Having Hurricane Irene tear my neighborhood apart last weekend reminded me of the value of living in the right place. You could say I was in the wrong place at the wrong time to be visited by a category one hurricane, but that’s not the whole story.

I love my little town. When a serious storm approaches, the mayor robo-calls every one of our 3,000 citizens so we all know the dangers. We’re told of any special precautions the town is taking, and how we can best prepare our property and ourselves.

Our town, River Bend, North Carolina, has an Internet List-Serve as well, so before really bad weather hits, emails fly from town government, small businesses, and neighbors. 

We’re told where the nearest emergency shelters are and which ones take pets. 

Handymen post their cell phone numbers, and people exchange tips on how to prepare. Such as:
  • Have a “go-bag” ready in case you need to evacuate.
  • Be able to find the flashlight and candles in the dark.
  • Charge your cell phones and fill your cars' gas tanks.
  • Don’t forget to bring your rubber boots in the house.
  • Get up to date on laundry.
  • Fill the tub with water.
  • Watch out for snakes and fire ants after the storm.
  • Don’t drive through water.

Except for the part about the rubber boots I did all of that. I still can't find my boots. They must be buried under all the equipment that rearranged itself in my garden shed when it flooded.  

When Irene blew through our town, she took down trees and power lines. She moved the river and the rains around to flood buildings and streets. She sent debris flying through the air and floating on muddy, moving water. 

You can just catch a glimpse of my blue chair, the one I photographed when 
I wrote about the color periwinkle last week. Eventually, it was totally submerged. 

This was a common scene around town last Sunday. 
In North Carolina alone, four people died as a result of the hurricane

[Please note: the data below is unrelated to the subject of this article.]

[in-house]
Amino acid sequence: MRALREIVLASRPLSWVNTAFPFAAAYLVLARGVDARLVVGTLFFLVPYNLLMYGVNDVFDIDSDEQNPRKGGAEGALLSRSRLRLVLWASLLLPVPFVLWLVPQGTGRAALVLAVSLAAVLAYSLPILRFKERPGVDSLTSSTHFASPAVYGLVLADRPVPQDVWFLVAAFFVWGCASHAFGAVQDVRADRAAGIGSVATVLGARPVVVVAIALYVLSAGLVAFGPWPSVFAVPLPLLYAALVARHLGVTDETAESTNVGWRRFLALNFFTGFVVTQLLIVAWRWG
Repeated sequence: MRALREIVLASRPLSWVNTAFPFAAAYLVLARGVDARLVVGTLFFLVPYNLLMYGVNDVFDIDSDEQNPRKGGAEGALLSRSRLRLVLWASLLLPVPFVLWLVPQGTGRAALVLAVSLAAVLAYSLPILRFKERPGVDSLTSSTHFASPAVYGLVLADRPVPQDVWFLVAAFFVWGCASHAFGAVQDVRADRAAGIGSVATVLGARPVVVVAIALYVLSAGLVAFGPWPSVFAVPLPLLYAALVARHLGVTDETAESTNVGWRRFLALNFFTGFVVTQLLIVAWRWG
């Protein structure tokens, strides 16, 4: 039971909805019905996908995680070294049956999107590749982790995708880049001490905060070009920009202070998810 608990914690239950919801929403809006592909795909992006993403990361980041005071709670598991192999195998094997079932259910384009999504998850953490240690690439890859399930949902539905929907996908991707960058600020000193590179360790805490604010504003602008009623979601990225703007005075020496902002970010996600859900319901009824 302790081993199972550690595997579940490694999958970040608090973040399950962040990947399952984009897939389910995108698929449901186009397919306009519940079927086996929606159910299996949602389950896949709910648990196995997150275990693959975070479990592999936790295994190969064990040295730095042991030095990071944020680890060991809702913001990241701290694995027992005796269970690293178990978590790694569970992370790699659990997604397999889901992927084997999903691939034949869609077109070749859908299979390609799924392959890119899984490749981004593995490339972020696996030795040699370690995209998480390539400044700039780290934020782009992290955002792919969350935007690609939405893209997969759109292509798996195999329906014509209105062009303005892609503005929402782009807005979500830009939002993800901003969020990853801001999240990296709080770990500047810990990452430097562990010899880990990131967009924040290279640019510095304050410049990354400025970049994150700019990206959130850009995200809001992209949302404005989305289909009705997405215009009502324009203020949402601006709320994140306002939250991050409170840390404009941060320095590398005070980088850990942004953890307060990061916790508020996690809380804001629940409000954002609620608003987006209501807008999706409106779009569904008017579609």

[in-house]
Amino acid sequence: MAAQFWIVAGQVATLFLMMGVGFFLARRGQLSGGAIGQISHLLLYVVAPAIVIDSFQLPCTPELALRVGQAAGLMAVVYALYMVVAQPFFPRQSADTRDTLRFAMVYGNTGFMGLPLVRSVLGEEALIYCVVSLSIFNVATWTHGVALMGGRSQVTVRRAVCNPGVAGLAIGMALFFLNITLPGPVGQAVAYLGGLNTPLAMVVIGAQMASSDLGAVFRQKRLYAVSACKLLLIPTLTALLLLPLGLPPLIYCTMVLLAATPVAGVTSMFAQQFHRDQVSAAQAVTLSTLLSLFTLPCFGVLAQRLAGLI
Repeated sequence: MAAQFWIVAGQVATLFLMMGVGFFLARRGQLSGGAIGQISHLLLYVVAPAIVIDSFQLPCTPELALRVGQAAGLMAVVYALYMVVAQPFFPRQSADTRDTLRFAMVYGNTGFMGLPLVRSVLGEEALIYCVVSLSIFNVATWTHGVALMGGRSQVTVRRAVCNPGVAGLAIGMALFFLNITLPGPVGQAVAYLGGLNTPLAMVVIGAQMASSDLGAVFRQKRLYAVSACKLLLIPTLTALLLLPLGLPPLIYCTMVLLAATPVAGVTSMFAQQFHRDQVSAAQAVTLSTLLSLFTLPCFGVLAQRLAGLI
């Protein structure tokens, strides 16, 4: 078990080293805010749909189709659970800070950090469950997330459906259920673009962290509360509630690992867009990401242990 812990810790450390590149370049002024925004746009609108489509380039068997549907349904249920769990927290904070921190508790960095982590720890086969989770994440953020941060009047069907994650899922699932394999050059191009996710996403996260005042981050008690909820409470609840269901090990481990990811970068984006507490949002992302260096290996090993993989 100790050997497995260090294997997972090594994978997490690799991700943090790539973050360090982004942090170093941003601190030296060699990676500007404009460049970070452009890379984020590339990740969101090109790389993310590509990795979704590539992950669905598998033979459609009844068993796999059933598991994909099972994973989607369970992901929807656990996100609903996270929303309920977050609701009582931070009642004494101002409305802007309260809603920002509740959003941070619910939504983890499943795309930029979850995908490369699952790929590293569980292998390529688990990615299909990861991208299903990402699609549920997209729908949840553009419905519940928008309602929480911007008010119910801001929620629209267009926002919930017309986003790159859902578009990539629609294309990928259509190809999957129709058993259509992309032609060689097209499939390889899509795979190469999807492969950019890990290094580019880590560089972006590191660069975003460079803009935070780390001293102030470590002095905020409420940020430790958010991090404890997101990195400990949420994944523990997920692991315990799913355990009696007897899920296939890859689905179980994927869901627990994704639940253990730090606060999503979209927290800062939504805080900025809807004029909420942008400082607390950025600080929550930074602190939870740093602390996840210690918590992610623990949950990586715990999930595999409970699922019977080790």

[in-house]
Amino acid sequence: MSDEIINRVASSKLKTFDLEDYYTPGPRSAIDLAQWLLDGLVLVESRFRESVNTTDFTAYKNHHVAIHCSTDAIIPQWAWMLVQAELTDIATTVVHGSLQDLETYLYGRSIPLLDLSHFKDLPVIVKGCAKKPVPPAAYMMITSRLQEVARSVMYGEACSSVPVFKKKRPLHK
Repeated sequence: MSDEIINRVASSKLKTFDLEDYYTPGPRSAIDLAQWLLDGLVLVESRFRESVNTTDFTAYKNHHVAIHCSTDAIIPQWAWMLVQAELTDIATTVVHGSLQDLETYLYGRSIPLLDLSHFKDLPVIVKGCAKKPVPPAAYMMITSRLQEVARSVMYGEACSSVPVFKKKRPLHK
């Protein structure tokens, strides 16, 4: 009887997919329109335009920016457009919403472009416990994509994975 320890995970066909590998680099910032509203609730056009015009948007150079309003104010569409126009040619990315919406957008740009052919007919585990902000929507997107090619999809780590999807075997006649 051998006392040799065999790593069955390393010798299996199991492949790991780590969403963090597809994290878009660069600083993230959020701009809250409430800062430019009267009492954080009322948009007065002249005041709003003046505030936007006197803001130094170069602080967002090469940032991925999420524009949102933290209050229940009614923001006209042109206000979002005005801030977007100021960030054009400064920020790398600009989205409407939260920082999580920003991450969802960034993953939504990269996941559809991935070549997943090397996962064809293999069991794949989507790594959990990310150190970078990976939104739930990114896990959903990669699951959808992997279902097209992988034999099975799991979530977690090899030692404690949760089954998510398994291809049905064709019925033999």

Afterwards, on that beautifully sunny day that follows a hurricane, neighbors were outside, sharing wheelbarrows, chain saws, jumper cables, wet/dry vacs, generators, and food.

Volunteers from our "pretty committee" cleared common areas around our parks, waterways and public buildings, knowing that the town's maintenance crew had their hands full.

Mr. Lucky spent most of the morning helping a neighbor tow his boat back to its pier after it broke loose and lodged itself in a nearby mash land.

The town manager and others with white collar jobs at town hall were in the ditches -- literally -- clearing debris so roads could be cleared and services restored. We were without power for only two days.

This sign is another example of how my town's government went to bat for residents 
so opportunists couldn't take advantage of a bad situation. 

Many people were not as fortunate as we were. Friends on the Outer Banks had to leave their homes and hope for the best. One neighbor had to relocate when a tree fell on the roof above her bedroom. Roofs blew off, cars filled with water, and windows shattered. We're having to replace a furnace, duct work, and a vehicle, but we're grateful our losses are replaceable.  

Usually, when Realtors talk about location, they mean schools, the view, and how close the property is to shopping or transportation.

But location also means the spirit of the town, and its ability to weather storms of any kind. If your house is on the market, and you live in a town that is friendly, well-managed, and has fire, EMS, police and other services nearby, be sure your Realtor knows this and that buyers learn they get more than property when they buy your home. They buy the specifics and the spirit of the locale.